It usually took Brock a good five hours to clean, and he was forced as his “supervisors” lectured to him that it typically took them two hours tops to clean their houses. This meant these old people were taking less than half the time it took fourteen year old Brock to complete a days worth of cleaning. But Brock didn’t care. He figured since it was their livelihood they may as well be experts in what Brock called their low status field.
Brock was washing clothes, towels, and dishes. He had to do a minimum of three loads per day unless there weren’t three loads to wash. When his indoor work was over he had an extensive outdoor list to do on three of the five weekdays at the house. This included mowing grass, trimming weeds painting the back porch, power washing the house, and various other outdoor activities. It didn’t end at the house either. If he wasn’t doing the outdoor work at his house then he was at a grandparent’s house or the church, all the way out in a tiny town called Richfield and doing outdoor work in ninety degree heat all day after his morning chores were completed. He thought this should qualify as child abuse, but everyone around him insisted this was to build character which was the truth. Brock’s character was nothing but self entitlement and laziness.
Meanwhile, Lenny came up to the house literally every other day, and sometimes even Lenny’s best friend David, who lived just up the road, came along. Brock still had to do his work during these times while Jed, Lenny, and David lazed around, ate what they wanted, played video games, played outside, and did anything and everything Brock did not have the privilege to do that summer.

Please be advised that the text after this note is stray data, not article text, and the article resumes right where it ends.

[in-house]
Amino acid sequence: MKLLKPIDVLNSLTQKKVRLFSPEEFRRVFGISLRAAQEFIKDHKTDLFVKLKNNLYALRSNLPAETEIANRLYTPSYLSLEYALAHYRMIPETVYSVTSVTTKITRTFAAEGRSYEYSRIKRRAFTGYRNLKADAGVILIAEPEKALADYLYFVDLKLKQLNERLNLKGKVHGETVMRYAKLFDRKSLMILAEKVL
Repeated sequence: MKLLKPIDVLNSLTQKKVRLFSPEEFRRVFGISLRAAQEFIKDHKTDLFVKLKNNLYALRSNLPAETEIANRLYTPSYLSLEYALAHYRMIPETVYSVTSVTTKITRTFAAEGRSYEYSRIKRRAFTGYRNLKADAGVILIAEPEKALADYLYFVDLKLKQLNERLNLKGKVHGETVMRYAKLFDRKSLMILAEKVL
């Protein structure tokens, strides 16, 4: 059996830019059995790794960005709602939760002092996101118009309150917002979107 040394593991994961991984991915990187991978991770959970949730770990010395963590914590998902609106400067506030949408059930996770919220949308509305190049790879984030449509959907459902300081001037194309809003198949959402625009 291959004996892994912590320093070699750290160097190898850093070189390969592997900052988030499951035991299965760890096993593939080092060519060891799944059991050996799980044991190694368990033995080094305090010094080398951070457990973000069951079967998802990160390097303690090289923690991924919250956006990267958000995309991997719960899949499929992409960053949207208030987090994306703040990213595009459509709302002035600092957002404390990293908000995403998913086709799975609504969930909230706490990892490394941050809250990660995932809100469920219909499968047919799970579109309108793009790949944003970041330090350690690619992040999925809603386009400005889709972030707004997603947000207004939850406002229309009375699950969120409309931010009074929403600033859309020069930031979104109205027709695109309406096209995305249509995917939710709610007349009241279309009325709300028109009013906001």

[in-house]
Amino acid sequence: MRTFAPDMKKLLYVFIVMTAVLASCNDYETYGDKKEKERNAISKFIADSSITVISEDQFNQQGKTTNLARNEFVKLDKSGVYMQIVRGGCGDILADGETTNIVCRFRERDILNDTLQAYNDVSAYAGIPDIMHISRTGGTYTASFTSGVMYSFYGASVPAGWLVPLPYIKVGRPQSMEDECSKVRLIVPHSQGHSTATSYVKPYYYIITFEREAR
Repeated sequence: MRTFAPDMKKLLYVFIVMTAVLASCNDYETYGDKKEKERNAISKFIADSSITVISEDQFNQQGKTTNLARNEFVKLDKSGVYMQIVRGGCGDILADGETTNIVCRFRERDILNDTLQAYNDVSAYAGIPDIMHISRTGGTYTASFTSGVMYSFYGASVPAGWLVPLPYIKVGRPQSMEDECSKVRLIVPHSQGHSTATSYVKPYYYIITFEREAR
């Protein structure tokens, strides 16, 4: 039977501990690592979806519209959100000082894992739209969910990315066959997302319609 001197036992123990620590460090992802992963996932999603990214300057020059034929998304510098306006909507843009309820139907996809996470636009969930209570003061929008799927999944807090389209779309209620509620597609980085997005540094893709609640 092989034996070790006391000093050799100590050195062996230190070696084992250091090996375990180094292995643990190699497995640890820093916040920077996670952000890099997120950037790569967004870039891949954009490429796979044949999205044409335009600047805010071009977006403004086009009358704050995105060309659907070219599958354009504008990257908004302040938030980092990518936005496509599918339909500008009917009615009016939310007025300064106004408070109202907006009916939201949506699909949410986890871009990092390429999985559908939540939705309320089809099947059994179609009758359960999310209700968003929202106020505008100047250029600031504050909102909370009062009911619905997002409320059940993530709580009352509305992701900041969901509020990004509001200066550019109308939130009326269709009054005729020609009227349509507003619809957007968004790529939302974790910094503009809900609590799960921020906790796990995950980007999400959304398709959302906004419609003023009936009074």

One would believe Brock would have learned his lesson and become a harder worker who cared more about his grades and himself. Brock was one of those people who wanted big things, huge things and huge accomplishments. Yet he lacked the drive to go out and get them. He dreamed of making large amounts of money one day, being in the top one percentile of the American income bracket, and being in one of those super pacs who controlled what his chosen elected officials said and did. Brock’s unsung dream was to join America’s Power Elite and force the laws that would control the entire nation. Then Brock figured everyone would see him as the boss over all, the ruler.
Brock was very power hungry, yet in a reality far distant from his sadistic fantasy, very lazy. He was motivated, but only until the going got tough. When things became too tough for him, usually fairly early in any endeavor, he had the bad habit of giving in instead of working harder to find solutions. Worse yet, he absolutely loathed those who did find success at his age, such as the students who were routinely on the honors list and made strides athletic-wise that deserved recognition. In essence, Brock wanted success yet hated others who had success. Being that Brock’s school schedule was full of basic and mid-level classes, he already came to the conclusion that college was simply not for him even at this age and he decided that he just wanted to graduate high school in four years and then make his big moves, proving to everyone just how much better he was than the rest of them without a college education.